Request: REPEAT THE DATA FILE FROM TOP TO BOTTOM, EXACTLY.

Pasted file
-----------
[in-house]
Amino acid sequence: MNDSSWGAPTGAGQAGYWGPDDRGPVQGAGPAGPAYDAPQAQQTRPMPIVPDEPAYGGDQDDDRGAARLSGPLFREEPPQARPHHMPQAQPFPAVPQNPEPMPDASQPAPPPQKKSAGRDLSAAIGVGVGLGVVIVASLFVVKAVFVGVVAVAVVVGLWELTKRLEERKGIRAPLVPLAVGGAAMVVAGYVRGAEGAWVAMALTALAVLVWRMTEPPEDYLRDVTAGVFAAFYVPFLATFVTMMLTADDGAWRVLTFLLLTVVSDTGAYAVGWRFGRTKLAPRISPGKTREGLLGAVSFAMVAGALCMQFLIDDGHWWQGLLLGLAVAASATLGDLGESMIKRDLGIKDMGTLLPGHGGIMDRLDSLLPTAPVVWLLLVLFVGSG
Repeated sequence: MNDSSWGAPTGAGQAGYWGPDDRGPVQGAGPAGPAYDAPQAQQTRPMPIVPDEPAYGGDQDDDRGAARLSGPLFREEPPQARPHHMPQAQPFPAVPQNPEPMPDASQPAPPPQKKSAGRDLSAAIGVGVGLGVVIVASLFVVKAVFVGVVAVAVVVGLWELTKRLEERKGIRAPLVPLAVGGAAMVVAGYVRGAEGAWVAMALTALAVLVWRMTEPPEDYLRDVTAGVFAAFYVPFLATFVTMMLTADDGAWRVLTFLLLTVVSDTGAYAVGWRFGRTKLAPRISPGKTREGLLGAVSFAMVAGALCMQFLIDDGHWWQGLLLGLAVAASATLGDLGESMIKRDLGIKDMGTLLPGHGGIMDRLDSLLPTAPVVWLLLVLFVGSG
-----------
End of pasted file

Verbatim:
[in-house]
Amino acid sequence: MNDSSWGAPTGAGQAGYWGPDDRGPVQGAGPAGPAYDAPQAQQTRPMPIVPDEPAYGGDQDDDRGAARLSGPLFREEPPQARPHHMPQAQPFPAVPQNPEPMPDASQPAPPPQKKSAGRDLSAAIGVGVGLGVVIVASLFVVKAVFVGVVAVAVVVGLWELTKRLEERKGIRAPLVPLAVGGAAMVVAGYVRGAEGAWVAMALTALAVLVWRMTEPPEDYLRDVTAGVFAAFYVPFLATFVTMMLTADDGAWRVLTFLLLTVVSDTGAYAVGWRFGRTKLAPRISPGKTREGLLGAVSFAMVAGALCMQFLIDDGHWWQGLLLGLAVAASATLGDLGESMIKRDLGIKDMGTLLPGHGGIMDRLDSLLPTAPVVWLLLVLFVGSG
Repeated sequence: MNDSSWGAPTGAGQAGYWGPDDRGPVQGAGPAGPAYDAPQAQQTRPMPIVPDEPAYGGDQDDDRGAARLSGPLFREEPPQARPHHMPQAQPFPAVPQNPEPMPDASQPAPPPQKKSAGRDLSAAIGVGVGLGVVIVASLFVVKAVFVGVVAVAVVVGLWELTKRLEERKGIRAPLVPLAVGGAAMVVAGYVRGAEGAWVAMALTALAVLVWRMTEPPEDYLRDVTAGVFAAFYVPFLATFVTMMLTADDGAWRVLTFLLLTVVSDTGAYAVGWRFGRTKLAPRISPGKTREGLLGAVSFAMVAGALCMQFLIDDGHWWQGLLLGLAVAASATLGDLGESMIKRDLGIKDMGTLLPGHGGIMDRLDSLLPTAPVVWLLLVLFVGSG